PHILADELPHIA -- The Phillies could use a hitter and perhaps one more relief pitcher before the July 31 non-waiver Trade Deadline. Their defense needs improvement. Still, a Cole Hamels reunion remains unlikely as the Phillies like their rotation.But Phillies right-hander Nick Pivetta allowed six runs in 5 1/3 innings in
PHILADELPHIA -- The Phillies could use a hitter and perhaps one more relief pitcher before the July 31 non-waiver Trade Deadline. Their defense needs improvement. Still, a Cole Hamels reunion remains unlikely as the Phillies like their rotation.
But Phillies right-hander Nick Pivetta allowed six runs in 5 1/3 innings in Sunday afternoon's 10-2 loss to the Padres in Game 1 of a doubleheader at Citizens Bank Park.
He's 1-5 with a 6.75 ERA in nine starts since May, but his defense did not help him Sunday. That's partially why the Phillies' confidence in their starting pitching is unlikely to waver in the next nine days.. The rotation entered the afternoon with a 3.77 ERA, which ranked eighth in baseball. Its 11.4 WAR was third and its 3.54 FIP was fourth, according to FanGraphs.
"I feel like [in] the first inning, I was a little rusty, but I needed to bear down more on a couple pitches," Pivetta said.
"I thought Nick pitched better than the line suggested," Phillies manager Gabe Kapler said. "Particularly in the first inning, he got guys down in the count -- 0-2 situations -- he wasn't quite able to get that finisher. But there was some weak contact that got through the infield. I think he really settled in nicely and found his groove."
Pivetta allowed three runs in the first inning in part because Eric Hosmer beat the infield shift with a two-out single to left-center field to score the game's first run. Hunter Renfroe followed with a double to put runners on second and third, and Freddy Galvis hit a single to center field to clear the bases to make it 3-0.
Pivetta retired 13 of the next 15 batters he faced. He struck out nine and walked none. But after he allowed a couple singles in the sixth, Edubray Ramos came in and got Christian Villanueva to pop up in shallow right-center field. Cesar Hernandez positioned himself under the ball, but it hit just below his right shoulder and bounced away.
It led to a three-run rally, turning a 4-2 deficit into a 7-2 deficit.
"It's a sun ball," Kapler said. "It's a lonely situation to be in for fielder. You don't play that ball well or not play it well. You look up and see this giant ball of yellow, and the baseball isn't there. He was positioned well. He was underneath. He allowed the ball to come to him. He couldn't find it."
Kapler called the play a one-off, but there is no disputing the fact the Phillies' defense has cost the clubs runs since the beginning of the season. The Phillies entered the afternoon 27th in baseball in Defensive Runs Above Average (-25.4), 28th in Defensive Runs Saved (-67) and 29th in Ultimate Zone Rating (-26.4), according to FanGraphs. Looking at more traditional stats, they entered the game fourth in errors (72), tied for third in passed balls (13) and fifth in wild pitches (49).
"I don't know that it's tougher to swallow," Kapler said, asked if the defensive mistakes are tougher to take when the offense is struggling. "We have a ton to work on."
I think regular fundamentals are things that we've stressed all year long and we continue to work on -- things like make good, crisp throws and replacing our feet, making good turns at second base, executing throwing to the right base. Those are things that we're going to work on every day."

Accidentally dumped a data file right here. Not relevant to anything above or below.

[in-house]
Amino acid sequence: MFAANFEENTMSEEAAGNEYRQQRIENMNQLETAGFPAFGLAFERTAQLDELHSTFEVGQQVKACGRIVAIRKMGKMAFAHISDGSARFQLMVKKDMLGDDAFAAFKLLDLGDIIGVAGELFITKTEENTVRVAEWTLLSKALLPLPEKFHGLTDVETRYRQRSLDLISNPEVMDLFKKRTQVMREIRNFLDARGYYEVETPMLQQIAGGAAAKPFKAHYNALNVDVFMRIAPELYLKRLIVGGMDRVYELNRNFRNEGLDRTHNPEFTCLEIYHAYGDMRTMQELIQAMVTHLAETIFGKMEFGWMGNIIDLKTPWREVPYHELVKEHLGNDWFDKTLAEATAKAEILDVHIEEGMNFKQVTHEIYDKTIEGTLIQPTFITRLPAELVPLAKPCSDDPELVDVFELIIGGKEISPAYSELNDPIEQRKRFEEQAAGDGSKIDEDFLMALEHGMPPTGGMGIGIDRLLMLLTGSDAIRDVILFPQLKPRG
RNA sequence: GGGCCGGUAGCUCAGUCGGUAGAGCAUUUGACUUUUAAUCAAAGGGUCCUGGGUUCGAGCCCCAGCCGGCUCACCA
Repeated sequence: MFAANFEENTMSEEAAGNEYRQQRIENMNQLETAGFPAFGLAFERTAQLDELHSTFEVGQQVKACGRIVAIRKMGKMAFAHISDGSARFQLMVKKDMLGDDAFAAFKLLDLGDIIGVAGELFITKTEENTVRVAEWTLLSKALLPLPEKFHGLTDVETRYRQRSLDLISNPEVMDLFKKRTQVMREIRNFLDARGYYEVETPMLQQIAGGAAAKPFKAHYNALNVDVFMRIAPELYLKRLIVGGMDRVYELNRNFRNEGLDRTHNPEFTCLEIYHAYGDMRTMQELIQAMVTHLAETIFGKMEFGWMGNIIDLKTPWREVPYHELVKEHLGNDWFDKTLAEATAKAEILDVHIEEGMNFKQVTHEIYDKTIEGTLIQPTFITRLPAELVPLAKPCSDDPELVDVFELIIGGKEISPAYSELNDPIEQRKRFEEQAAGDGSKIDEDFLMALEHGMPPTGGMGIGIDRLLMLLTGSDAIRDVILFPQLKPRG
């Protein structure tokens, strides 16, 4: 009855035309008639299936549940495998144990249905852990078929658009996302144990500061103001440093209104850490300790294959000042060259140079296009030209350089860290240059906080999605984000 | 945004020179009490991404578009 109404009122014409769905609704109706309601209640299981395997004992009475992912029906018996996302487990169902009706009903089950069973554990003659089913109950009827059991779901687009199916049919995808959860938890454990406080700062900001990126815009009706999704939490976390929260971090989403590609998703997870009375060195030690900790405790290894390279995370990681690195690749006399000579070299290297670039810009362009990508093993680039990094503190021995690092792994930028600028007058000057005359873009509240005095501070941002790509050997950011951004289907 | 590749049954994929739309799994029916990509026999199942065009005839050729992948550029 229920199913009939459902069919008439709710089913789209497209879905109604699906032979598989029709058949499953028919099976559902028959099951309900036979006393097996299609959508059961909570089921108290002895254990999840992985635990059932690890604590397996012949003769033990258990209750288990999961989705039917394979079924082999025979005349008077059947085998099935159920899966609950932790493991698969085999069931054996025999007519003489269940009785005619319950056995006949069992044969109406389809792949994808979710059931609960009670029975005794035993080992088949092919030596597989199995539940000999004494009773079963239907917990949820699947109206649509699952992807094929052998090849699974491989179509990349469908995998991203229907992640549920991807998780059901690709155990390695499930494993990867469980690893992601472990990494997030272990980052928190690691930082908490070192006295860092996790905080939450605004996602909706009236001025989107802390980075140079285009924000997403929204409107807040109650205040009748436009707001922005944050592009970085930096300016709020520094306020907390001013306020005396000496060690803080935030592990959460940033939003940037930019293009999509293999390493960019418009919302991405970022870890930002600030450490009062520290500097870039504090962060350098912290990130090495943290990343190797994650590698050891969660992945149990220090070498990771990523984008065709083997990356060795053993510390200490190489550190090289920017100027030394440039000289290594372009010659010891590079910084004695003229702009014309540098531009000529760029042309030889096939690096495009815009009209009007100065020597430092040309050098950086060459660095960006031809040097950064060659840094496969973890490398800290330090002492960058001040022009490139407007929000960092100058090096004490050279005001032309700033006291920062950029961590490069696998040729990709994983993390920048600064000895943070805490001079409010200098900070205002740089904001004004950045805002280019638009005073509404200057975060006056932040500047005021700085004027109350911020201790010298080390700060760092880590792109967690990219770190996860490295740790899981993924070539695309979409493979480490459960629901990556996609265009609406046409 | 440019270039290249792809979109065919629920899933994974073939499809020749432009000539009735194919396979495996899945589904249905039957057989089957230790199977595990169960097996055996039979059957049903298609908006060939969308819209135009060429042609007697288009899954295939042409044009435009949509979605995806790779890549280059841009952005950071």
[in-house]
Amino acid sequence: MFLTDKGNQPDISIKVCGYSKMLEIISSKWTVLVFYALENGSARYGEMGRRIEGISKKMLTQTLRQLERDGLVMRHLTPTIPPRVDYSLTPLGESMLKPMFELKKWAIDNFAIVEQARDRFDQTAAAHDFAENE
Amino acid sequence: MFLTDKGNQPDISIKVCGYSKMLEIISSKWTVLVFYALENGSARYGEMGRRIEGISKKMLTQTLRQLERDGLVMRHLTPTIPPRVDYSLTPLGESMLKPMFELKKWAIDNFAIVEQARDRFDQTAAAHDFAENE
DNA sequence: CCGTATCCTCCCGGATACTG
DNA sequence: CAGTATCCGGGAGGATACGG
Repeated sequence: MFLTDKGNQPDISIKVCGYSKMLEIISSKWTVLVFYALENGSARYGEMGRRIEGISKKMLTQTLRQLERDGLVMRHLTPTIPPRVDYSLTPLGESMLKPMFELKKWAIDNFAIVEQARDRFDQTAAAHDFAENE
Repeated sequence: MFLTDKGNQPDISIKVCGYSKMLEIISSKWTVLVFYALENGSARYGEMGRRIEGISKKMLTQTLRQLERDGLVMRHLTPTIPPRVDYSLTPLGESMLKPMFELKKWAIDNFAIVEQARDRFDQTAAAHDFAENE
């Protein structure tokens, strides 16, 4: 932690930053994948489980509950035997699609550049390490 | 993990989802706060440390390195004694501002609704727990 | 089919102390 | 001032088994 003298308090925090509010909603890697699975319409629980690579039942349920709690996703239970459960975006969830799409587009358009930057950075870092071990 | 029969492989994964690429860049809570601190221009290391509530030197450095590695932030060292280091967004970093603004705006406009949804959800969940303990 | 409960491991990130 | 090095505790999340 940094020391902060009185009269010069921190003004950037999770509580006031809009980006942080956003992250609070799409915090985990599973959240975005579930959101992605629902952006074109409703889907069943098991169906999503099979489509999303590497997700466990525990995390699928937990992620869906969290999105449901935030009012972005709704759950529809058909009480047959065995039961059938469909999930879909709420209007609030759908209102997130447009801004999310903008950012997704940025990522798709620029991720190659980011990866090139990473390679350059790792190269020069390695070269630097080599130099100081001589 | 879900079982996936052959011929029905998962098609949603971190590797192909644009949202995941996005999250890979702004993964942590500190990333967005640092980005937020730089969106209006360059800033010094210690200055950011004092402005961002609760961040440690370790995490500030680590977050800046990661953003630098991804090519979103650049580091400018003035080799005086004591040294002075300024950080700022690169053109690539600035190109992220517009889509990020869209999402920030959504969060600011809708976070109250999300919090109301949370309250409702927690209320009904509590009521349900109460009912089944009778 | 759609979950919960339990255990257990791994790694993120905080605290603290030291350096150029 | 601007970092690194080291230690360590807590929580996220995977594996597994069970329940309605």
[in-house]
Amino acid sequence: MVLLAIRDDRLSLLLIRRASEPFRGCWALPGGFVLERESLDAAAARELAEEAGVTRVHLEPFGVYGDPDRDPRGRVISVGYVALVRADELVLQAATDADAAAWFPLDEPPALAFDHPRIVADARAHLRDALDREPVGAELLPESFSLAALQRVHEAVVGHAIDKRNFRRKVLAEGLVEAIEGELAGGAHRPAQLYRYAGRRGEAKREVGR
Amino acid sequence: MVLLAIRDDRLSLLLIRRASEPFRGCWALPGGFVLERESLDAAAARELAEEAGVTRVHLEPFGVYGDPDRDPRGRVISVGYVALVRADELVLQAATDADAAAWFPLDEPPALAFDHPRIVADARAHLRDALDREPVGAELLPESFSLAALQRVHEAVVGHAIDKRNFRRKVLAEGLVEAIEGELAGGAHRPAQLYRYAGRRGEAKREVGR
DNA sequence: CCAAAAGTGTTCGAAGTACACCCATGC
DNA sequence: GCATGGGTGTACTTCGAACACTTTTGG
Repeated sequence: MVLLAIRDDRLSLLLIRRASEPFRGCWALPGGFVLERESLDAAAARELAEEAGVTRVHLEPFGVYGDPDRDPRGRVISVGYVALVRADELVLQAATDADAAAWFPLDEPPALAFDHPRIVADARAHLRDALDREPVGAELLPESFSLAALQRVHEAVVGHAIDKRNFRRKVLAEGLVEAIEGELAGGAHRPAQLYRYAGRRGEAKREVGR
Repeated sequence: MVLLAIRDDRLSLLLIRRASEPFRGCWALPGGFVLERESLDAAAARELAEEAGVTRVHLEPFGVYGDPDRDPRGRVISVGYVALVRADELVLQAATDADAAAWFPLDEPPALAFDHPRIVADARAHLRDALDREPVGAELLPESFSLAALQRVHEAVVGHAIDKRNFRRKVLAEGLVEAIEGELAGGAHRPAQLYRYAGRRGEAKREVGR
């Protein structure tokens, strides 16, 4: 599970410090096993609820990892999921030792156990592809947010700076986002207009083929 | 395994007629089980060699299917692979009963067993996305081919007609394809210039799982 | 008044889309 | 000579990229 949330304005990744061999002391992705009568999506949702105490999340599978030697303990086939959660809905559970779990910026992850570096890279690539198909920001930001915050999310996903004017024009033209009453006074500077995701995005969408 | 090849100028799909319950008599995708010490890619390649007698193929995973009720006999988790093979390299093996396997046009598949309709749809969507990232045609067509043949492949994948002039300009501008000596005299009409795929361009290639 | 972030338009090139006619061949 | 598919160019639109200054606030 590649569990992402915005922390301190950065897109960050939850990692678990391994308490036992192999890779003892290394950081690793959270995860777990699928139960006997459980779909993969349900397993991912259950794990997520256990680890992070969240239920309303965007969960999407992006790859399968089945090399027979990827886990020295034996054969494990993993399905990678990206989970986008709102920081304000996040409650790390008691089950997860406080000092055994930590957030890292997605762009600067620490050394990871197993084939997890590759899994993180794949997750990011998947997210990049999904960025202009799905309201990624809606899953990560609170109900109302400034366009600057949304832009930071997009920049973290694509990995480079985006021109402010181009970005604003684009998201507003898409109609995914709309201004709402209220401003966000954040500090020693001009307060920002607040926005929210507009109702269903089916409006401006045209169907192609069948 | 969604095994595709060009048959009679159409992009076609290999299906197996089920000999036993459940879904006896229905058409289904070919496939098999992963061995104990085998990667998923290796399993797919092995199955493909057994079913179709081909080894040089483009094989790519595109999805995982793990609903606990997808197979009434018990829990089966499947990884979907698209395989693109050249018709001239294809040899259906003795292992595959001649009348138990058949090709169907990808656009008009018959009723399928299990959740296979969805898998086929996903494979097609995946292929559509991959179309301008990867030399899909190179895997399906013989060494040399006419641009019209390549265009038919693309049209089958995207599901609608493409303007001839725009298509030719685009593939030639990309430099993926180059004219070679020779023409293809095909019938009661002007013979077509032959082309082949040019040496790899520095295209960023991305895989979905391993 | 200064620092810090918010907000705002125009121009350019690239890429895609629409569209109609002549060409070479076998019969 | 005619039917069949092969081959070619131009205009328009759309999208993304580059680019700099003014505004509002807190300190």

MOMENTS THAT MATTERED
The Phillies had multiple opportunities to crawl back into the game, but they once again could not come up with a big hit. They went 0-for-10 with runners in scoring position, stranding 11 runners on base.
"The story of the game was our inability to capitalize on run-scoring opportunities," Kapler said. "We had several of them. We had opportunities, bases-loaded situations. One big hit changes the outcome of that game, and we weren't able to get that."
Rhys Hoskins hit an opposite-field home run in the first inning to cut the Padres' lead to 3-1. It was Hoskins' first home run since June 29 and his 15th of the season. He hit an opposite-field double and scored in the fifth to cut the Padres' lead to 4-2.
YOU GOTTA SEE THIS
Padres left fielder William Myers crushed a three-run home run off Mark Leiter to Ashburn Alley in the ninth inning. The ball traveled a projected 450 feet, according to Statcast™. It is the longest homer hit at Citizens Bank Park this season.
HE SAID IT
"We constantly work on our hands through various drills. [First-base coach] Jose David Flores is diligent about that. On a daily basis, we look to get better on defense by just repping our drills. I thought we have done a pretty good job with that all year long. I think in this particular case, we are speaking to what happened today. I just want to reemphasize: This is not a practice more sun balls thing. It's not something we're going to get better at the next time the ball goes up in the air. It just happens once in a while. If we saw it happening multiple times over the course of a week stretch, we could address it. But I think this is a one-off thing, in my personal opinion." -- Kapler, on the Phillies' defense.
MITEL REPLAY OF THE DAY
The Phillies lost a challenge in the first inning when they thought Odubel Herrera threw out Renfroe at the plate. The replay official in New York ruled that Renfroe was safe at the plate, giving the Padres a 3-0 lead.
Todd Zolecki has covered the Phillies since 2003, and for MLB.com since 2009. Follow him on Twitter and listen to his podcast.